The Decay of the Angel (The sea of fertility : A cycle of four novels) by Yukio Mishima ; Translated from the Japanese by Edward G. Seidensticker
New York : Alfred A. Knopf, 1974. First American Edition. Hardcover. 236 pages ; 21 cm. $6.95 dust jacket. Priced rubber stamp on flyleaf. Slight bow to board. Otherwise, a near fine copy with firm binding, clean and unmarked pages.
THE PUBLICATION OF THIS, the fourth and final novel of The Sea of Fertility, brings to brilliant completion a monument of Japanese literature—Yukio Mishima's universally acclaimed tetralogy summing up the Japanese experience in the twentieth century. The first book, Spring Snow, published in 1972 and memorializing the twilight of the old Japan in the first decade of the century, was followed (in 1973) by Runaway Horses, set in the 1930's, and The Temple of Dawn, carrying the narrative through the aftermath of World War II. In all three novels critics recognized the unfolding of a masterpiece which is now seen whole—as epic, social document, jeremiad, and elegy.
In The Decay of the Angel, in its climactic drama lit by irony and forebodings of death, themes that have branched through the earlier novels come together at last: the meaning (and decay) of Japan's courtly tradition and samurai ideal, the essence and value of Buddhist philosophy and aesthetics and, underlying all, Mishima's apocalyptic vision of the modern age.
The time is the late 1960's—the last years of the author's own life. The protagonist is Honda—the young student of Spring Snow, the honored judge and legal defender of the conspirators in Runaway Horses, the philosopher-voyeur of The Temple of Dawn. He is now an aged and wealthy man. His own life nearly over, he discovers and adopts a sixteen-year-old orphan boy as his heir—identifying him with the tragic protagonists of the previous episodes, each stricken at twenty. Seeking to find in Toru the aristocratic sensibility of Kiyoaki, the uncompromising idealism of Isao, the pure beauty of the Thai princess, Honda educates the boy, teaches him the ways of society, yet watches him, waiting ...
In the magnificent final scene that brings the tetralogy to its close, as Honda slowly climbs the long sloping path to the Gesshu temple, retracing Kiyoaki's steps of sixty years before, the full thrust and import of The Sea of Fertility is given its ultimate metaphoric expression. The empty flood of sunlight, anticipating not only Honda's death but the terrible death by ritual suicide of Yukio Mishima himself, illumines a void— the final dissolution of the moral and cultural forces that, through the ages, nourished a people and a world.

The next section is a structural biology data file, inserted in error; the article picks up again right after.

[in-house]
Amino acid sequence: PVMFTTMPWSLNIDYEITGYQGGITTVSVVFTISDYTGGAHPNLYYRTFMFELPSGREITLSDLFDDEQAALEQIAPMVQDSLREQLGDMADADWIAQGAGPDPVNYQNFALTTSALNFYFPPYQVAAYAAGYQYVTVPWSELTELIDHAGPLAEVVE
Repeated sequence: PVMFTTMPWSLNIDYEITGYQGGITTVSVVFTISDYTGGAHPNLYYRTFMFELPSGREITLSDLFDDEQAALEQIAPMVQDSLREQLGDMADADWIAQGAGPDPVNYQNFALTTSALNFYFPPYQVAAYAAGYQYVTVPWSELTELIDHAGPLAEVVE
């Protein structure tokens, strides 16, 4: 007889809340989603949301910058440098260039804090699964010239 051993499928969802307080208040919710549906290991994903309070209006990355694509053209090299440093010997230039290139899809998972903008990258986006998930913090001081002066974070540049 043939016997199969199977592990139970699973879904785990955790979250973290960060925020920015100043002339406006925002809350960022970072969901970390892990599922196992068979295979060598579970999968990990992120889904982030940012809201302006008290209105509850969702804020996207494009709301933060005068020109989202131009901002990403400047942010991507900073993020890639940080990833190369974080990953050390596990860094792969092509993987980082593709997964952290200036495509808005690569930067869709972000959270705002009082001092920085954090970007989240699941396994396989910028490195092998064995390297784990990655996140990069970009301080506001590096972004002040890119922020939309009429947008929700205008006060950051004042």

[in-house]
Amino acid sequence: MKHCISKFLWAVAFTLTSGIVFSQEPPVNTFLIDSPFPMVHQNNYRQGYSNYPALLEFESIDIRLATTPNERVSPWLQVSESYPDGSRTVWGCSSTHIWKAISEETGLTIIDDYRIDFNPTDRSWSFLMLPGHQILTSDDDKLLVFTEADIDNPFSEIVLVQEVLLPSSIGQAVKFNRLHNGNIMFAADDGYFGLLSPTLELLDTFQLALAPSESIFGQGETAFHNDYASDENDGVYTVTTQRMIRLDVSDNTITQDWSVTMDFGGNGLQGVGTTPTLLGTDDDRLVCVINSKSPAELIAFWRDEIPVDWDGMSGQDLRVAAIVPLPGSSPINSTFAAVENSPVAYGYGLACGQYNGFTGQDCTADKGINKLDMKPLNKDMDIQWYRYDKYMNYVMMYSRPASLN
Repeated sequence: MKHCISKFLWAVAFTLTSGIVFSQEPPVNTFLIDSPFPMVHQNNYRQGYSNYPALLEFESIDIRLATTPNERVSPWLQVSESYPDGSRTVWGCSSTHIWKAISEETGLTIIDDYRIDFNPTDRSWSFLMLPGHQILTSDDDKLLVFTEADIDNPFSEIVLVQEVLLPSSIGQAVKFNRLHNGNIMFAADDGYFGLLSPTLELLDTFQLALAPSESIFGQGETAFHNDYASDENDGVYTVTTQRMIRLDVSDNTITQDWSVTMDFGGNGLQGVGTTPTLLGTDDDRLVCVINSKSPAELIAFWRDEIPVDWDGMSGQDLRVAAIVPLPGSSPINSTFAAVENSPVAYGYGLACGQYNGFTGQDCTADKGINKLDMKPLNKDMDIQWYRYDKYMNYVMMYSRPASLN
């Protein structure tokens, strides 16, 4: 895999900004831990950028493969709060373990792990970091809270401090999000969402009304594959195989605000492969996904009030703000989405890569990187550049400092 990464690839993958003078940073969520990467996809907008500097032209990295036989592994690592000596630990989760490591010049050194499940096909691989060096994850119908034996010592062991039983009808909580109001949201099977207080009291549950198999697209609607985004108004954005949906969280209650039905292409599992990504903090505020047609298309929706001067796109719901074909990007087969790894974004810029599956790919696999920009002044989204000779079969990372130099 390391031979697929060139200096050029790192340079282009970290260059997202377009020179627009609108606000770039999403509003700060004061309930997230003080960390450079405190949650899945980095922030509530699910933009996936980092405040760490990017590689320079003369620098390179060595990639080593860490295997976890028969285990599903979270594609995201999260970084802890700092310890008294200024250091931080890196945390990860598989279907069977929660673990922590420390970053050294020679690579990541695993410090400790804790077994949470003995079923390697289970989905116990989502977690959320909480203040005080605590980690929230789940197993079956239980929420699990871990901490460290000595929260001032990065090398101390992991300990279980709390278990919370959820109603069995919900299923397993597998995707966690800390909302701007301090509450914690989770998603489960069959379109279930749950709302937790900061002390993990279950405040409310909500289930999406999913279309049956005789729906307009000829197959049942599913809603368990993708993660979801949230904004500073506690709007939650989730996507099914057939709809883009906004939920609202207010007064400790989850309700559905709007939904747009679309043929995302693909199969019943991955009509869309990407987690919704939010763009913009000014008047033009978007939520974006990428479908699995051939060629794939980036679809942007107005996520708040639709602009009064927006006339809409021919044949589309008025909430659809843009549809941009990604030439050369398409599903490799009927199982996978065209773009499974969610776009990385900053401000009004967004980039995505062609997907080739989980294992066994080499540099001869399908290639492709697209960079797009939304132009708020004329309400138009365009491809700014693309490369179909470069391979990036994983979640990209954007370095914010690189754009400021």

YUKIO MISHIMA was born into a samurai family. He was forty-five when, on November 25, 1970, at the peak of a brilliant literary career and immediately after the completion of The Decay of the Angel, he committed the ritual suicide called seppuku. "The Sea of Fertility is his masterpiece, as he knew," Donald Keene has said of the tetralogy. But he had already won enormous international acclaim for his many earlier novels, the first of which to be published in America was The Sound of Waves (1956). The last, previous to the publication of Spring Snow, Runaway Horses, and The Temple of Dawn, was Thirst for Love (1969). Mishima's works have been compared to those of Proust, Gide, and Sartre, and his obsession with courage to Hemingway's. "He had an economy of means," Arthur Miller has said, "to create enormous myths—his novels are compressed visions."
IN PRAISE OF YUKIO MISHIMA'S TETRALOGY
The Sea of Fertility
FROM REVIEWS OF THE FIRST THREE NOVELS
"Having read the first and second volumes of Mishima's tetralogy, I can see already the outlines of a masterpiece." Christopher Isherwood
"If Spring Snow is an earnest of what is to come, The Sea of Fertility should prove to be a major literary creation." Thomas Lask, The New York Times
"Spring Snow, a novel with the perfect beauty of a Japanese garden, will be a classic of world literature."-M James Park Sloan, Chicago Sun-Times
"Like Spring Snow, [Runaway Horses] is a masterpiece." James B. Steele, Philadelphia Inquirer
"To read Runaway Horses is to be in the midst of a modern masterpiece." Wayne J. Henkel, Baltimore Sun
"Marvelous in its artistry [Runaway Horses is] a tremendous literary achievement." Abe C. Ravitz, Cleveland Plain Dealer
'The Temple of Dawn is a brilliantly done novel of Japan in flux." K. N. Maxwell, Cleveland Press
"This tetralogy will eventually rank among the supreme literary achievements of the century." David Brudnoy, National Review
"All the characters and themes that Mishima weaves together create a vision whose rich, coherent density recalls not only Proust, but also Tolstoy and Dostoevsky. There is no one writing today who can rival
Mishima." Michael Dalzell, Chicago Daily News
"Mishima is one of the century's most enchanting, terrifying novelists." Peter Wolfe, St. Louis Globe-Democrat
"The Sea of Fertility [is] clearly Mishima's testament to the world." Donald Keene, Saturday Review
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